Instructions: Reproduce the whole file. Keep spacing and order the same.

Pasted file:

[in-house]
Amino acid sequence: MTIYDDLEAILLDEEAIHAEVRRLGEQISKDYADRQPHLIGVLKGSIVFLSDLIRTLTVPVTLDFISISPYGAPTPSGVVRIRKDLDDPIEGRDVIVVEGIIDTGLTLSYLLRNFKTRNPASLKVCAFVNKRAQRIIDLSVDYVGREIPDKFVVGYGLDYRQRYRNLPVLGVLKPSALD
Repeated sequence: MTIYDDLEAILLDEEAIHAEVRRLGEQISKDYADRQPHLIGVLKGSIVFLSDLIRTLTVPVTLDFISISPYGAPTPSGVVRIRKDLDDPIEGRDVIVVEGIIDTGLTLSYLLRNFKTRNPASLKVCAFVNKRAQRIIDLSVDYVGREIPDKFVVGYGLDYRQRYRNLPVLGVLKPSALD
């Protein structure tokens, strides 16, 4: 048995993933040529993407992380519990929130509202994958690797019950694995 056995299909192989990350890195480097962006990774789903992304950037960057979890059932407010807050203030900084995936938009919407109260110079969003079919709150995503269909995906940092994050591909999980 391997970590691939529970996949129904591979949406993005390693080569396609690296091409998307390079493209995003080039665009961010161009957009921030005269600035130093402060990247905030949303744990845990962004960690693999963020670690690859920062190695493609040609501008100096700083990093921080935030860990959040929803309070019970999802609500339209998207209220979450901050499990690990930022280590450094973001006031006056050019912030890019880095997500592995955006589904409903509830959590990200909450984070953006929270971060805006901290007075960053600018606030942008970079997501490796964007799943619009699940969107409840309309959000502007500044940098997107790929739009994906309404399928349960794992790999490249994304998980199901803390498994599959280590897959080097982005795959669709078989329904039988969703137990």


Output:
[in-house]
Amino acid sequence: MTIYDDLEAILLDEEAIHAEVRRLGEQISKDYADRQPHLIGVLKGSIVFLSDLIRTLTVPVTLDFISISPYGAPTPSGVVRIRKDLDDPIEGRDVIVVEGIIDTGLTLSYLLRNFKTRNPASLKVCAFVNKRAQRIIDLSVDYVGREIPDKFVVGYGLDYRQRYRNLPVLGVLKPSALD
Repeated sequence: MTIYDDLEAILLDEEAIHAEVRRLGEQISKDYADRQPHLIGVLKGSIVFLSDLIRTLTVPVTLDFISISPYGAPTPSGVVRIRKDLDDPIEGRDVIVVEGIIDTGLTLSYLLRNFKTRNPASLKVCAFVNKRAQRIIDLSVDYVGREIPDKFVVGYGLDYRQRYRNLPVLGVLKPSALD
């Protein structure tokens, strides 16, 4: 048995993933040529993407992380519990929130509202994958690797019950694995 056995299909192989990350890195480097962006990774789903992304950037960057979890059932407010807050203030900084995936938009919407109260110079969003079919709150995503269909995906940092994050591909999980 391997970590691939529970996949129904591979949406993005390693080569396609690296091409998307390079493209995003080039665009961010161009957009921030005269600035130093402060990247905030949303744990845990962004960690693999963020670690690859920062190695493609040609501008100096700083990093921080935030860990959040929803309070019970999802609500339209998207209220979450901050499990690990930022280590450094973001006031006056050019912030890019880095997500592995955006589904409903509830959590990200909450984070953006929270971060805006901290007075960053600018606030942008970079997501490796964007799943619009699940969107409840309309959000502007500044940098997107790929739009994906309404399928349960794992790999490249994304998980199901803390498994599959280590897959080097982005795959669709078989329904039988969703137990």